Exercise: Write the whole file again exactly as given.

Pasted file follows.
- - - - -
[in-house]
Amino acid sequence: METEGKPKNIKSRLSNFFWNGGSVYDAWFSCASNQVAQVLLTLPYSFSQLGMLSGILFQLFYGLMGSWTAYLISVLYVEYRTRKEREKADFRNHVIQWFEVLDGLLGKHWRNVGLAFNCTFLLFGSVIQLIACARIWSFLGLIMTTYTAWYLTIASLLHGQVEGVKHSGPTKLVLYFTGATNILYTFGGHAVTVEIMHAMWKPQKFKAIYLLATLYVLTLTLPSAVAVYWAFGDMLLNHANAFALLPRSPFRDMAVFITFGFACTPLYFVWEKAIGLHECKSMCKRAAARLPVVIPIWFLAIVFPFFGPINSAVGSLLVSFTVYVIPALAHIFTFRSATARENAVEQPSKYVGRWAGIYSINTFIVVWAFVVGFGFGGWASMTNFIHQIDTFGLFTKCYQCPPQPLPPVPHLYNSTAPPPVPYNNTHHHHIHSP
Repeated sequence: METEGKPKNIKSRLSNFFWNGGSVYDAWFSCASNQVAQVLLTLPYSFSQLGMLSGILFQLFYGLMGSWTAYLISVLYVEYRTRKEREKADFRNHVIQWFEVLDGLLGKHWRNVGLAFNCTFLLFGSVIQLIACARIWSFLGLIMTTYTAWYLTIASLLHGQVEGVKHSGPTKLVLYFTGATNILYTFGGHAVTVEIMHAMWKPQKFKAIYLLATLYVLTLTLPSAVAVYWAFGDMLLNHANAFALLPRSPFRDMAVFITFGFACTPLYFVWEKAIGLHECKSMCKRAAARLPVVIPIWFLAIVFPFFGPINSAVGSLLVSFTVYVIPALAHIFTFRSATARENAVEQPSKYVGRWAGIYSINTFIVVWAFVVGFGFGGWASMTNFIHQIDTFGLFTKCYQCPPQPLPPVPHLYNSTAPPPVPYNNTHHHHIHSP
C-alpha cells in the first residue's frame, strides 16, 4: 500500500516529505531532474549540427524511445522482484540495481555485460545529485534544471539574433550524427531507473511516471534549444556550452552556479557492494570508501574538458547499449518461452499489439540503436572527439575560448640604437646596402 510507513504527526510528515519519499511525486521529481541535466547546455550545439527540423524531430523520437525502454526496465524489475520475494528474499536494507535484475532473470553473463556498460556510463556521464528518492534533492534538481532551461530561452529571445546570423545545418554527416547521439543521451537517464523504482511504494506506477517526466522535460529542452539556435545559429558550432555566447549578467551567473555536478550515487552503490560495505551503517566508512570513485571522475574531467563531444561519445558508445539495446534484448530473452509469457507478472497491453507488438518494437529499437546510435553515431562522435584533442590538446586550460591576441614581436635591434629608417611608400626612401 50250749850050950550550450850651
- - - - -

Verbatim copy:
[in-house]
Amino acid sequence: METEGKPKNIKSRLSNFFWNGGSVYDAWFSCASNQVAQVLLTLPYSFSQLGMLSGILFQLFYGLMGSWTAYLISVLYVEYRTRKEREKADFRNHVIQWFEVLDGLLGKHWRNVGLAFNCTFLLFGSVIQLIACARIWSFLGLIMTTYTAWYLTIASLLHGQVEGVKHSGPTKLVLYFTGATNILYTFGGHAVTVEIMHAMWKPQKFKAIYLLATLYVLTLTLPSAVAVYWAFGDMLLNHANAFALLPRSPFRDMAVFITFGFACTPLYFVWEKAIGLHECKSMCKRAAARLPVVIPIWFLAIVFPFFGPINSAVGSLLVSFTVYVIPALAHIFTFRSATARENAVEQPSKYVGRWAGIYSINTFIVVWAFVVGFGFGGWASMTNFIHQIDTFGLFTKCYQCPPQPLPPVPHLYNSTAPPPVPYNNTHHHHIHSP
Repeated sequence: METEGKPKNIKSRLSNFFWNGGSVYDAWFSCASNQVAQVLLTLPYSFSQLGMLSGILFQLFYGLMGSWTAYLISVLYVEYRTRKEREKADFRNHVIQWFEVLDGLLGKHWRNVGLAFNCTFLLFGSVIQLIACARIWSFLGLIMTTYTAWYLTIASLLHGQVEGVKHSGPTKLVLYFTGATNILYTFGGHAVTVEIMHAMWKPQKFKAIYLLATLYVLTLTLPSAVAVYWAFGDMLLNHANAFALLPRSPFRDMAVFITFGFACTPLYFVWEKAIGLHECKSMCKRAAARLPVVIPIWFLAIVFPFFGPINSAVGSLLVSFTVYVIPALAHIFTFRSATARENAVEQPSKYVGRWAGIYSINTFIVVWAFVVGFGFGGWASMTNFIHQIDTFGLFTKCYQCPPQPLPPVPHLYNSTAPPPVPYNNTHHHHIHSP
C-alpha cells in the first residue's frame, strides 16, 4: 500500500516529505531532474549540427524511445522482484540495481555485460545529485534544471539574433550524427531507473511516471534549444556550452552556479557492494570508501574538458547499449518461452499489439540503436572527439575560448640604437646596402 510507513504527526510528515519519499511525486521529481541535466547546455550545439527540423524531430523520437525502454526496465524489475520475494528474499536494507535484475532473470553473463556498460556510463556521464528518492534533492534538481532551461530561452529571445546570423545545418554527416547521439543521451537517464523504482511504494506506477517526466522535460529542452539556435545559429558550432555566447549578467551567473555536478550515487552503490560495505551503517566508512570513485571522475574531467563531444561519445558508445539495446534484448530473452509469457507478472497491453507488438518494437529499437546510435553515431562522435584533442590538446586550460591576441614581436635591434629608417611608400626612401 50250749850050950550550450850651